University, health and city officials gathered for a town hall event Tuesday night looking forward to the development of the UNLV School of Medicine and the medical district surrounding it.
The event at Las Vegas City Hall offered an in-depth review of the UNLV School of Medicine’s progress in establishing the first allopathic medical school in Southern Nevada, but it also showed that city officials believe the school is integral to their efforts to develop a sprawling medical district in the central valley.
“The reality is you can never have a world-class city without world-class medical care and without medical research,” Las Vegas Mayor Carolyn Goodman told the gathered crowd of about 100 health care professionals, university employees and members of the public.
The UNLV School of Medicine, which is so far housed in two locations within the Las Vegas Medical District and is expected to construct a permanent campus in the area, will begin classes July 17.
The school, which received preliminary accreditation in October, began student interviews within two weeks of that notice and drew 905 applicants for 60 positions. In step with Dean Barbara Atkinson’s brisk timeline, the school is expected to have its full class of students selected by the end of March.
“When I first came everybody told me, ‘The most important thing: This is Las Vegas, you have to do it fast. People lose interest if you don’t do it fast,’” she said.
The district, established in 1997 to create an area of concentrated medical activity in Las Vegas, covers 684 acres with a core 214-acre area between Charleston Boulevard and Alta Drive, from Rancho Drive to Martin Luther King Boulevard.
Though it’s been a thought of local medical professionals and leaders for years, ideas for the district and its development have boomed since the establishment of the UNLV School of Medicine.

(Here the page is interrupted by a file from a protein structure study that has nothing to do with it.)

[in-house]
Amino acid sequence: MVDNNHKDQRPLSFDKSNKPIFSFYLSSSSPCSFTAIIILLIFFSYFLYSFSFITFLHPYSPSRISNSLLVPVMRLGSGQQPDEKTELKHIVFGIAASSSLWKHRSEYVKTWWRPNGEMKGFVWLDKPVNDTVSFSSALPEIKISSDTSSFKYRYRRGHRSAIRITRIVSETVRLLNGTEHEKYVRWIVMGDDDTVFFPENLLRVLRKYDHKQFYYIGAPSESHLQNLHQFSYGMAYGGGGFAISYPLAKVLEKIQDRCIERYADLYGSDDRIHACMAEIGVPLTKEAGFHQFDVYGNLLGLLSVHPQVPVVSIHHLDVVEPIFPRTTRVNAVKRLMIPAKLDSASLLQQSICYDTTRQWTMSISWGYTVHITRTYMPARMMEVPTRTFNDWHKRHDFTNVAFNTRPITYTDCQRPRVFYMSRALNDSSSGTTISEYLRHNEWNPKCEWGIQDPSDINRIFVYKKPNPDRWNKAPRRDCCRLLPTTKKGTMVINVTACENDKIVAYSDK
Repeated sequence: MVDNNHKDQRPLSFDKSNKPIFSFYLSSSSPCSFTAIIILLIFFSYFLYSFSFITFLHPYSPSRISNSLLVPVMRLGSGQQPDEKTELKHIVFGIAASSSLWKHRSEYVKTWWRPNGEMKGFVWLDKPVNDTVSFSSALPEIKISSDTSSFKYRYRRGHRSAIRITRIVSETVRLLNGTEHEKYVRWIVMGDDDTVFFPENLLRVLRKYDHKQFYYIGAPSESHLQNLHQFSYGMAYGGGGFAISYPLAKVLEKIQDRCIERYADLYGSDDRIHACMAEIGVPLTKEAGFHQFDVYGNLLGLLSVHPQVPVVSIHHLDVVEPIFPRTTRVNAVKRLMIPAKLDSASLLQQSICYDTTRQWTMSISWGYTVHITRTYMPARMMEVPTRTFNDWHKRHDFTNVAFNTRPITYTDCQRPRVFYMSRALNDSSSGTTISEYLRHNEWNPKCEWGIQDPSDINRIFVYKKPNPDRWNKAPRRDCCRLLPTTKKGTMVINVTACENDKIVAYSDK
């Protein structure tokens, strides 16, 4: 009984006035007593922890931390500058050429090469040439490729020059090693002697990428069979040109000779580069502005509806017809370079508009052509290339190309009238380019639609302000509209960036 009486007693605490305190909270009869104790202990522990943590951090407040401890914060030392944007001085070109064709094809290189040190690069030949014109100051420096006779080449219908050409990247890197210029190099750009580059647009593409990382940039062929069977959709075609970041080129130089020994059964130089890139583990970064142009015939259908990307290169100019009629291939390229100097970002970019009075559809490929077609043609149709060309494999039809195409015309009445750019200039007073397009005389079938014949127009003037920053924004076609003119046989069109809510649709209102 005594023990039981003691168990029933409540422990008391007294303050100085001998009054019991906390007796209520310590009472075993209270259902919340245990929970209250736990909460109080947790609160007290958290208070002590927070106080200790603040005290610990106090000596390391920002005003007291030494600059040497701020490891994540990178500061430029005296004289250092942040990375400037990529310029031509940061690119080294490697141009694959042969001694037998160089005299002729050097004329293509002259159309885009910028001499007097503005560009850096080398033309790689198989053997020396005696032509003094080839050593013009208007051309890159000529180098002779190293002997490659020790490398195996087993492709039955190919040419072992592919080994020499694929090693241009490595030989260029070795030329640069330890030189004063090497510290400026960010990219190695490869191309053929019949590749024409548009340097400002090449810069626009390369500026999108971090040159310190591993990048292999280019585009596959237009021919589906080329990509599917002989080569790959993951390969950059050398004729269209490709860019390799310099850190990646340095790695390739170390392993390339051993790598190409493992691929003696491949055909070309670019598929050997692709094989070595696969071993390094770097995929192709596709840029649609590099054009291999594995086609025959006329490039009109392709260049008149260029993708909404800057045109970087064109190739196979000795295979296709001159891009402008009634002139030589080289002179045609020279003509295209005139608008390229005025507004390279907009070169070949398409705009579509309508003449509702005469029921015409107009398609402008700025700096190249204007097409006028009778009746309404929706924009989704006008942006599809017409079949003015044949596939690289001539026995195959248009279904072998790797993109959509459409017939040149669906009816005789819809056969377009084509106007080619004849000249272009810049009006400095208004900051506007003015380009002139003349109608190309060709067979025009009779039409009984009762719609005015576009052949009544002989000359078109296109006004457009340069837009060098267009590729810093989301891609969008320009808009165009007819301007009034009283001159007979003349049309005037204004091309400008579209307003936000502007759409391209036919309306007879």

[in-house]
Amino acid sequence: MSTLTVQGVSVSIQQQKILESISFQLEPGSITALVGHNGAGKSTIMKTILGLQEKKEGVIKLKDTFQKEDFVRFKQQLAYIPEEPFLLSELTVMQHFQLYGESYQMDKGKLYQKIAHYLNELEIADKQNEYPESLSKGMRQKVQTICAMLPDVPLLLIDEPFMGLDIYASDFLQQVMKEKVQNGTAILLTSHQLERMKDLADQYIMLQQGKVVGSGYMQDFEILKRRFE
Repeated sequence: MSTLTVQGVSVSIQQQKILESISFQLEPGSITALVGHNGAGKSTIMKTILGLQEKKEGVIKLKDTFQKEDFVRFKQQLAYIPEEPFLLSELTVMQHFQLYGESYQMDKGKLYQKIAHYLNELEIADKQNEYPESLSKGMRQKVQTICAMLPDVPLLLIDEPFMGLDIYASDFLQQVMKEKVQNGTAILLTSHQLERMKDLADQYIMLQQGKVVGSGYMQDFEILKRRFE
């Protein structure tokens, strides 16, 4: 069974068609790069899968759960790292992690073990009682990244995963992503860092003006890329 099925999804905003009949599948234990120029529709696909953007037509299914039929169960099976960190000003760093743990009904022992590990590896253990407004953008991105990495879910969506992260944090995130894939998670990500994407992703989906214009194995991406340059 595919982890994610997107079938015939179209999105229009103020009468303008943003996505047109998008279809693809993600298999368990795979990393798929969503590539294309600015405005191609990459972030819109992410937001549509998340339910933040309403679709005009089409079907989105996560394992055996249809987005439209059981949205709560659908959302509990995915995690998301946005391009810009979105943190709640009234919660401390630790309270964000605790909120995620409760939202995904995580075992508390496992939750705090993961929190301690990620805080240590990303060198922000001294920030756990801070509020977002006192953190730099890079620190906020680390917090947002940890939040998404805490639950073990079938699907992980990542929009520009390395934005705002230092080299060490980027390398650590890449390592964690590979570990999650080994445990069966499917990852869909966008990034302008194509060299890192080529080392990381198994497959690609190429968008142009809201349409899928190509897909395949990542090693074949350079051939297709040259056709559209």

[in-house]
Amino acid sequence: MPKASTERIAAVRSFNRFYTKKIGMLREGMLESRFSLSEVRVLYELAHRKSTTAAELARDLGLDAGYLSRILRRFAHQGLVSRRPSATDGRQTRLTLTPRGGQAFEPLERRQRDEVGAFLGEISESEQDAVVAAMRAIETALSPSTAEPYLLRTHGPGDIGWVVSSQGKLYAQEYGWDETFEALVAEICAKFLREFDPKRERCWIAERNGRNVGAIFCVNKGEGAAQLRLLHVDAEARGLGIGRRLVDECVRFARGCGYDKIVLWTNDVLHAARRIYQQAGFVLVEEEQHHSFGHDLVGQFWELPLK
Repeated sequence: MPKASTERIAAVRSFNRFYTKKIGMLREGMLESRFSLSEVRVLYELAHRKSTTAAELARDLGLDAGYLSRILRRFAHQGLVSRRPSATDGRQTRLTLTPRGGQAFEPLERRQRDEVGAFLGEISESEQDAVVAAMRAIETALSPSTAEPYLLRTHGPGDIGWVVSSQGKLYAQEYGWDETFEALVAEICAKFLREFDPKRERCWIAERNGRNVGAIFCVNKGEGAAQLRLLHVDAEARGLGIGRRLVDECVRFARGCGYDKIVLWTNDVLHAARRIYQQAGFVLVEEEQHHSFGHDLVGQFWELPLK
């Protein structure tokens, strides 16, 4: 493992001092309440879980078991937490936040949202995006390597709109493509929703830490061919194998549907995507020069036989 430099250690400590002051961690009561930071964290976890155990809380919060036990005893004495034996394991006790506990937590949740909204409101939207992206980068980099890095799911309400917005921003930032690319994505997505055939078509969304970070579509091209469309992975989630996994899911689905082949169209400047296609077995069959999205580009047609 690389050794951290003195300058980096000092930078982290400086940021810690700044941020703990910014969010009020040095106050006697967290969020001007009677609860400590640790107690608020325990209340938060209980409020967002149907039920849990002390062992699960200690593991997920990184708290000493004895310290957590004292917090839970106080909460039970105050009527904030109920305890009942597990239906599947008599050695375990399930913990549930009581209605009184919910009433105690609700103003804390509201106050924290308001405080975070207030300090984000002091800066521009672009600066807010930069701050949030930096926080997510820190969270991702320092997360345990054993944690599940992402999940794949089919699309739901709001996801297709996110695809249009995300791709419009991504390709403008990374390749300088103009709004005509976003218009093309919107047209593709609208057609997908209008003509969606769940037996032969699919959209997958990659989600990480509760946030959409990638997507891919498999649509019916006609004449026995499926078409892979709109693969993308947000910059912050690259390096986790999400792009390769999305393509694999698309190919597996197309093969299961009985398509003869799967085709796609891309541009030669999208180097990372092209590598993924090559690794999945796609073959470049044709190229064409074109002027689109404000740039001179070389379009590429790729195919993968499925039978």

City officials have worked with the Regional Transportation Commission and other entities to ensure quick roadway access to the district, and they also have worked to widen sidewalks and beautify the landscape. They have invested more than $36 million in infrastructure in four years and expect to pump in another $97 million in 2018 and beyond, said Betsy Fretwell, Las Vegas city manager.
The investment in the medical district and the medical school is expected to pay off, city and university officials say.
By 2030, the medical school is projected to have an economic impact of $1.2 billion, according to a December 2013 report by consulting firm Tripp Umbach. Combined with the growth of the medical district, that impact increases to $3.6 billion within the next 20 years.
Atkinson said that the growth of a new medical school in a new medical district provides opportunities for collaboration with local physicians and allows the homegrown medical community to grow alongside the needs of the area.
“The good news about a new medical school is we can do it different ways,” Atkinson said.
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